Retaining Wall with Box Culvert

VIDEOS, Monster Walls
By Doug Blackburn
Sep 18, 2008 - 4:52:12 PM

Today we’re in Colerain, Ohio, at the Stone Creek Shopping Center and we’re taking a look at one of the walls that we designed.  There are a number of retaining walls here comprising about 32,000 sq.ft. of retaining wall.  What we’re going to talk about specifically is the large drainage pipe that comes through the center and the bottom of this retaining wall.  We’re going to talk about a number of things that need to be taken into account when a large drainage pipe comes through a retaining wall.

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We’re at the bottom of the retaining wall now and you will notice that this is a really large box culvert structure.  The first thing to consider is that this box culvert needs to be designed to handle the weight of the retaining wall above it.  Typically, this is not the responsibility of the retaining wall designer, but the retaining wall designer may be asked to give calculations or estimations of the weight of the wall bearing on the structure.  The person who designed the box culvert will ensure that this box culvert could handle the weight above.  The wall designer needs to concern himself with two important things with respect to this box culvert and with this creek.  The first is called rapid drawdown and the second is loss of soil material adjacent to the box culvert.  Rapid drawdown is a condition where this box culvert is filled with water from the creek.  So there is water 10 to 12 feet deep in here as this creek is running nearly full.  That water will permeate back into the retaining wall structure.  When the creek water goes down, there is still water pressure inside the wall.  That water needs to be collected and removed as rapidly as possible.  The best way to do that is to use an all gravel or other free draining granular material in the lower region of the wall below some certain elevation.  Typically, that’s the 100-year flood.  Additionally, there needs to be a significant number of 6- to 8-inch drainage pipe outlets from behind the wall.  Remember, those drainage pipe outlets need to be protected with a sock or other filtering device so you don’t lose the retaining wall backfill out of those pipes.  The second thing we’re going to take a look at is ways to prevent loss of soil where the retaining wall meets the edge of the box culvert.  What we’re gonna do is take a walk up here and I’m want to show you something in this area.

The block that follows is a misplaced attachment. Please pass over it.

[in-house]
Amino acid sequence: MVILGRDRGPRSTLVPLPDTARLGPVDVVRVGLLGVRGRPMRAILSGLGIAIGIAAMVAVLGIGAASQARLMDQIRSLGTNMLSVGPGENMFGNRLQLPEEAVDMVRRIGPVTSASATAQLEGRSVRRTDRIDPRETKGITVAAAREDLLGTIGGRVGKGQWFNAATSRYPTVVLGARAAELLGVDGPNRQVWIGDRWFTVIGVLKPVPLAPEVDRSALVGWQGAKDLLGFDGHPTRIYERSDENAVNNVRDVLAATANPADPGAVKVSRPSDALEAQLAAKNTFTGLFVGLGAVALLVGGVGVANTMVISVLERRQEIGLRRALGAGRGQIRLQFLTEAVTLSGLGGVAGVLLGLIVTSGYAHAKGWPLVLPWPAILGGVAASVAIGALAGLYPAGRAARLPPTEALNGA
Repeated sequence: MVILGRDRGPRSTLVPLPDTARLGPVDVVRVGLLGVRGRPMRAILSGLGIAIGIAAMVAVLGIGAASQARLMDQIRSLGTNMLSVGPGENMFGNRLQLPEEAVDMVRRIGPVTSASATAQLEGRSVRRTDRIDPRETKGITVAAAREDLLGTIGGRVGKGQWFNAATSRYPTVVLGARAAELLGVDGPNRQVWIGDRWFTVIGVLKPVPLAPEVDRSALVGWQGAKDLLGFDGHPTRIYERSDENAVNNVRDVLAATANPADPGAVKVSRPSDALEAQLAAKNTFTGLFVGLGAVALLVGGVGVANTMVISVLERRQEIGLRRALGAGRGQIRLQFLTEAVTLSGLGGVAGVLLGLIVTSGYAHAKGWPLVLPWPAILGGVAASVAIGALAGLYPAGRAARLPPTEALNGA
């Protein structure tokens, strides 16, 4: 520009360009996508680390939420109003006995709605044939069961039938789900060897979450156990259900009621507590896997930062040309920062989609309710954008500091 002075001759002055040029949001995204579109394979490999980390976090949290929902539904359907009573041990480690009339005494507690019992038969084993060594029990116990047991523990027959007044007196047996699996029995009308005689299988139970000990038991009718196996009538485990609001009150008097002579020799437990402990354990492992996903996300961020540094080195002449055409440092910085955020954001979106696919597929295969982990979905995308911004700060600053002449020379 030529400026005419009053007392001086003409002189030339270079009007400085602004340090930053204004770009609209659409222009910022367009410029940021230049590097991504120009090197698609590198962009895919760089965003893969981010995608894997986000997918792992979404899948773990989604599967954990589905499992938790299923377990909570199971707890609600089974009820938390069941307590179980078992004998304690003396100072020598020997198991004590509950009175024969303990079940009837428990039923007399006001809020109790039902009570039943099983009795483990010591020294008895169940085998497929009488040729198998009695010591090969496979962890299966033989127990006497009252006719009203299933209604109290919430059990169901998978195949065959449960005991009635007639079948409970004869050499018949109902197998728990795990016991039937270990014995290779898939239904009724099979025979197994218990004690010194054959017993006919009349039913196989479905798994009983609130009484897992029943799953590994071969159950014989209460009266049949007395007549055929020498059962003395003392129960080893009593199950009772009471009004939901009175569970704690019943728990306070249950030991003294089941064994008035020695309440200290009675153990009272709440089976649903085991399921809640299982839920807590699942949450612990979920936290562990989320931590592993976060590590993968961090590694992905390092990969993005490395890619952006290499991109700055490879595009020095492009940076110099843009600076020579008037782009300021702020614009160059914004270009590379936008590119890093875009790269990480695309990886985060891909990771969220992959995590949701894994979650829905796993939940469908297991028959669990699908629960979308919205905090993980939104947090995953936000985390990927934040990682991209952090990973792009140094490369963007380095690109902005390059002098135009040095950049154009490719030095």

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Because we’re in an environment where there will be a lot of water and because the material making up the reinforced zone of the retaining wall typically consists of finer particles such as silt and sand, we need to protect against loss of those particles along this interface where these blocks meet this headwall structure.  The best way to do that is by putting a relatively thick non-woven geotextile (it’s a filter fabric) along the backside of the block and running a couple of feet along the inside of this structure.  So, if you can imagine behind this block, there is a piece of fabric running down the structure and it turns and goes behind the block.   Behind that filter fabric then, you have drainage gravel, then you have your sand for the reinforced zone.  That filter fabric prevents loss of soil through these very small, tiny gaps and cracks.

Another thing that has to be performed when constructing retaining walls around headwalls is to make sure that all gaps are filled in with non-shrink grout, concrete or a good strong mortar.  This small area was filled in with some concrete because there was no way to shape and cut the block exactly to fit in there.


Today, we looked at a retaining wall that had a relatively large box culvert coming through the retaining wall.  Some important things we talked about are making sure that the box culvert is designed to handle the load of the retaining wall and making sure that, as the designer, you consider rapid drawdown and that you take preventive measures so that you don’t lose soil material where the retaining wall meets the box culvert.